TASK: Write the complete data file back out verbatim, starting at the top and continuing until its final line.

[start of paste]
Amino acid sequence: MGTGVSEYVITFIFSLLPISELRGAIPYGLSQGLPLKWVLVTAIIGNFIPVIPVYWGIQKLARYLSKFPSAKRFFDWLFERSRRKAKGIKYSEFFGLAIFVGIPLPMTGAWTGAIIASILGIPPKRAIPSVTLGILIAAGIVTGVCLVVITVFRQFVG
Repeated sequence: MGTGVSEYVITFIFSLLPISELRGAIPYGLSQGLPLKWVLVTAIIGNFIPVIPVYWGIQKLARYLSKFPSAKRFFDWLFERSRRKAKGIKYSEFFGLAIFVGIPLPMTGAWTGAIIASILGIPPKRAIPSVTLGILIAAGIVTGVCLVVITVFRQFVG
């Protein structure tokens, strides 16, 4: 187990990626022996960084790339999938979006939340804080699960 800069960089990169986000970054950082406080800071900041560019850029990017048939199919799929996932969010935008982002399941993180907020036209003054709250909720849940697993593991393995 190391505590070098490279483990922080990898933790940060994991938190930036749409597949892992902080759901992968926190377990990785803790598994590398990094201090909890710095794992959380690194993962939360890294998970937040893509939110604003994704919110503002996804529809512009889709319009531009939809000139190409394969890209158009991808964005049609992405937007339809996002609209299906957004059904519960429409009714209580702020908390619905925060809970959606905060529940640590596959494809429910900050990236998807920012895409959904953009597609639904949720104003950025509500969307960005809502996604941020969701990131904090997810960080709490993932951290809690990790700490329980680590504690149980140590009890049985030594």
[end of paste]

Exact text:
Amino acid sequence: MGTGVSEYVITFIFSLLPISELRGAIPYGLSQGLPLKWVLVTAIIGNFIPVIPVYWGIQKLARYLSKFPSAKRFFDWLFERSRRKAKGIKYSEFFGLAIFVGIPLPMTGAWTGAIIASILGIPPKRAIPSVTLGILIAAGIVTGVCLVVITVFRQFVG
Repeated sequence: MGTGVSEYVITFIFSLLPISELRGAIPYGLSQGLPLKWVLVTAIIGNFIPVIPVYWGIQKLARYLSKFPSAKRFFDWLFERSRRKAKGIKYSEFFGLAIFVGIPLPMTGAWTGAIIASILGIPPKRAIPSVTLGILIAAGIVTGVCLVVITVFRQFVG
């Protein structure tokens, strides 16, 4: 187990990626022996960084790339999938979006939340804080699960 800069960089990169986000970054950082406080800071900041560019850029990017048939199919799929996932969010935008982002399941993180907020036209003054709250909720849940697993593991393995 190391505590070098490279483990922080990898933790940060994991938190930036749409597949892992902080759901992968926190377990990785803790598994590398990094201090909890710095794992959380690194993962939360890294998970937040893509939110604003994704919110503002996804529809512009889709319009531009939809000139190409394969890209158009991808964005049609992405937007339809996002609209299906957004059904519960429409009714209580702020908390619905925060809970959606905060529940640590596959494809429910900050990236998807920012895409959904953009597609639904949720104003950025509500969307960005809502996604941020969701990131904090997810960080709490993932951290809690990790700490329980680590504690149980140590009890049985030594």